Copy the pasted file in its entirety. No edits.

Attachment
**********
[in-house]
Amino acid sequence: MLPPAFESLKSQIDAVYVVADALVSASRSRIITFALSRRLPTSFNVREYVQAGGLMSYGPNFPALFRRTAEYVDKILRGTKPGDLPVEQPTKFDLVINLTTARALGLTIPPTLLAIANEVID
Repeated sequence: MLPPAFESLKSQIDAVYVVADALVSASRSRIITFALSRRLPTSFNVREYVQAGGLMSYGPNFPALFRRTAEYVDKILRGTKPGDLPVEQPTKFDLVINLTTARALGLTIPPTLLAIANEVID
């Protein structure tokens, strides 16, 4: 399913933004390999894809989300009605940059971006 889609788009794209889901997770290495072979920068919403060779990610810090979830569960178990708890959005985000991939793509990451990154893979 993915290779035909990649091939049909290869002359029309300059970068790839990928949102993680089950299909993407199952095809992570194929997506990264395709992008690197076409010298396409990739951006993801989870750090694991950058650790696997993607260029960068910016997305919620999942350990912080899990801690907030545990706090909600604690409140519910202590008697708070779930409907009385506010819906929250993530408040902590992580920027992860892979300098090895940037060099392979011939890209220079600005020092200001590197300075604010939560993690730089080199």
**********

[in-house]
Amino acid sequence: MLPPAFESLKSQIDAVYVVADALVSASRSRIITFALSRRLPTSFNVREYVQAGGLMSYGPNFPALFRRTAEYVDKILRGTKPGDLPVEQPTKFDLVINLTTARALGLTIPPTLLAIANEVID
Repeated sequence: MLPPAFESLKSQIDAVYVVADALVSASRSRIITFALSRRLPTSFNVREYVQAGGLMSYGPNFPALFRRTAEYVDKILRGTKPGDLPVEQPTKFDLVINLTTARALGLTIPPTLLAIANEVID
């Protein structure tokens, strides 16, 4: 399913933004390999894809989300009605940059971006 889609788009794209889901997770290495072979920068919403060779990610810090979830569960178990708890959005985000991939793509990451990154893979 993915290779035909990649091939049909290869002359029309300059970068790839990928949102993680089950299909993407199952095809992570194929997506990264395709992008690197076409010298396409990739951006993801989870750090694991950058650790696997993607260029960068910016997305919620999942350990912080899990801690907030545990706090909600604690409140519910202590008697708070779930409907009385506010819906929250993530408040902590992580920027992860892979300098090895940037060099392979011939890209220079600005020092200001590197300075604010939560993690730089080199």